Huu-ay-aht Invites Families to the 2022 Thrive Together Family Workshop

Huu-ay-aht Child and Family Wellness team invites Huu-ay-aht families (and those caring for Huu-ay-aht children) to learn and grow with Brad and DeeAnna Dennis as they present the Thrive Together Family Workshop over two days (October 12-13, 2022).

Brad and DeeAnna Dennis have invested over 20 years in developing a thriving family life by interweaving their Christian faith in Creator God with Huu-ay-aht teachings. This process has involved decolonizing their Christianity, learning from their Huu-ay-aht ancestors and using the tools they have developed in their professional practice as mental health professionals with children and families. Their workshops are designed to meet the needs of people with various learning styles. So they use stories, interactive exercises visuals, and scientific research.

Journey with Brad and DeeAnna through topics including; healthy roots of self care, strong trunk of marriage & community, and fruit bearing relational parenting.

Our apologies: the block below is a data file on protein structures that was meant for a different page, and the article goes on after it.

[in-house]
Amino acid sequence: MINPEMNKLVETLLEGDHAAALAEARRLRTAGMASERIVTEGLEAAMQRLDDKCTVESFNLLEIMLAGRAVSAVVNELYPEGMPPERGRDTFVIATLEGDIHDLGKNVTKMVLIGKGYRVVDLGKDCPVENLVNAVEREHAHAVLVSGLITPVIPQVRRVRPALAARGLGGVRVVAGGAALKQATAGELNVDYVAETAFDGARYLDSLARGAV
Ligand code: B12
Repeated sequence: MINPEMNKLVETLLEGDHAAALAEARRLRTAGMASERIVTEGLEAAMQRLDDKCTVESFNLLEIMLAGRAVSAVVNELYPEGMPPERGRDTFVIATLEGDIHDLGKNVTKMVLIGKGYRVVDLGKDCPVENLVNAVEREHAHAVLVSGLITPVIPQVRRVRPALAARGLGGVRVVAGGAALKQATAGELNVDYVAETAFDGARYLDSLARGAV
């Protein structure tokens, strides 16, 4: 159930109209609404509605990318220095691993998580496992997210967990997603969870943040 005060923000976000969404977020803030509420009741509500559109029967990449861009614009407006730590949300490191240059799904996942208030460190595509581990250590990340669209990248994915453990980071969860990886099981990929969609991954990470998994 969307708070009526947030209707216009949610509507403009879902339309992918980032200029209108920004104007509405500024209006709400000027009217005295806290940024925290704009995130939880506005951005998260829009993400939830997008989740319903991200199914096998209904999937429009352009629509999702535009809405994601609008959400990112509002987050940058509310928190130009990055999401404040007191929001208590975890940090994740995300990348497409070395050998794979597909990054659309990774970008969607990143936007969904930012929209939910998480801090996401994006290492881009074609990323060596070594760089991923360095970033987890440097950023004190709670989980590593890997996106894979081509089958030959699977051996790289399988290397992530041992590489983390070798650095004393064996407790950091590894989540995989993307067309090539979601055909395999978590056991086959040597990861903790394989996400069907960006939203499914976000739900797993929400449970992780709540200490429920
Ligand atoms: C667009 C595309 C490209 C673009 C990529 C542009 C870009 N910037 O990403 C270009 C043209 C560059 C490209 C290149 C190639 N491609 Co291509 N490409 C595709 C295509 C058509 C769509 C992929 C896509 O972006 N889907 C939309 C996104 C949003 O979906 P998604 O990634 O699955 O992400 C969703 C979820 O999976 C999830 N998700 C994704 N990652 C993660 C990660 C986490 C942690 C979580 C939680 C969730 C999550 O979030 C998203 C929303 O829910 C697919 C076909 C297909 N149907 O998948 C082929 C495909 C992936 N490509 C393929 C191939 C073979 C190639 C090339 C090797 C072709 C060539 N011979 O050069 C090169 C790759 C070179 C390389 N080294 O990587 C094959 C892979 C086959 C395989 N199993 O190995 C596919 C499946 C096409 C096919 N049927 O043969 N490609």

Use the form below or click here to register.

Assembly of First Nations National Chief Visits Huu-ay-aht

From left: Councillor Edward R. Johnson, Chief Councillor Robert J. Dennis, NTC Vice-President Mariah Charleson, RoseAnne Archibald, Tayii ḥaw̓iił ƛiišin, Councillor Trevor Cootes, Councillor Duane Nookemis, AFN Advisor Valerie Richer.

On June 22, 2021, Huu-ay-aht was honoured with a visit from Assembly of First Nations (AFN) National Chief RoseAnne Archibald. Archibald was recently elected to her role as National Chief on July 8, 2021. Archibald hails from the Taykw Tagamou Nation of Ontario and is the first woman National Chief of the Assembly of First Nations. Also in attendance was Nuu-chah-nulth Vice-President Mariah Charleson of Hesquiaht.

The National Chief arrived during an elder’s community engagement session where she had kind words and gifts for Huu-ay-aht. She presented Tayii ḥaw̓iił ƛiišin and Chief Executive Councillor Robert J. Dennis Sr. with a gift of medicines from her home including sweet grass, sage, and tobacco. Archibald went on to say she gives medicine because it is about healing.